“Thanks, I think.” I shrugged. “It’s just not necessary to me to talk about other people I guess. Probably a holdover from school. You know how mean young girls can be, and I always felt sorry for those mean girls’ targets.” Lie. I was one of those mean girls’ targets until I learned to keep my head down and fade into the wallpaper.

            “Well, you’re a rare bird, Ainsley, a rare bird indeed. But that might be about to work in your favor.” She was leaning in now, signaling that she was about to pull one over on someone or share a secret. It was her tell. “One of our clients, a friend of mine, works for a label here in town. She’s about to leave her job. Getting married to a copyright lawyer, so she’s outta there. You feel me?” Kara gave a wink and giggled knowingly. Clearly, the mystery woman’s path was one she had been down before, herself. “She gets a departure bonus if she finds a good replacement for herself, and asked if I knew anybody. The job is as an assistant to the Vice President of Talent Management. The biggest thing about it is to keep your mouth shut. Tight! You know? This girl has heard things that I can only imagine and couldn’t tell a living soul. So a little travel booking, organize a few events, keep the bosses happy and keep shit to yourself. I told her you’d be perfect.” She handed me a business card with a name and number scrawled hastily on the back.

            “Okay,” I was confused. If she was happy with my performance, I wasn’t sure why she was pushing me to look elsewhere. I was pleased to have a job, period. I wasn’t looking for greener grass across the fence. “I’m not sure I get it. Are you letting me go?”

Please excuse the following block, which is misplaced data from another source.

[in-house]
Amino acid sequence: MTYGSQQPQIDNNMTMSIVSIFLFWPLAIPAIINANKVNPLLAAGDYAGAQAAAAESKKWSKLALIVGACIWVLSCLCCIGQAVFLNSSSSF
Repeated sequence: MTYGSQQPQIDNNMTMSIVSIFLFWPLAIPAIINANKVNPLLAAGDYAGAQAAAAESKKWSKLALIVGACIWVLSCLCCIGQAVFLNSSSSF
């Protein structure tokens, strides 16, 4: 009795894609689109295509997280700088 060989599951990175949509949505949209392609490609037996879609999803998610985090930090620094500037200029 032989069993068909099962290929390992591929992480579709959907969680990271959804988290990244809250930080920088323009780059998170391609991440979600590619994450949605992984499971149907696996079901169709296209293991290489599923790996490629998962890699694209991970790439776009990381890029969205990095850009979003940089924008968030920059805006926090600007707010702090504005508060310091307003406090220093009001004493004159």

“Oh, no, no, not at all! Listen,” she leaned in again, “you have a decent job. You are great at it, and you’ll continue to get raises every year, I’m sure. But most of these girls” she waved her hand in the air pointing to the rest of the office outside the closed door,“ these girls are looking for their M-R-S degree, you feel me? The young, beautiful ones come and go until something, or someone comes along that pays more for workin’ less. Hon, that’s just not gonna happen for you. Not here. Too many shinier fish in the sea. But you and me, we know what hard work is. We can outwork all these little bitches. Hell, they ain’t had a full meal between ‘em since Obama was in office. No wonder they’re all too tired to get shit done. But you got a chance to do the same work someplace else where maybe somebody notices. Big company like that, maybe you get a chance for a little better job and a bit more money. It goes on like that, and you can get a little better life for yourself without having to rely on somebody else to do it. It’s not a punishment. It’s opportunity knockin’. And that bitch rarely knocks twice.” She nodded towards the door in a way that told me the decision had already been made for me.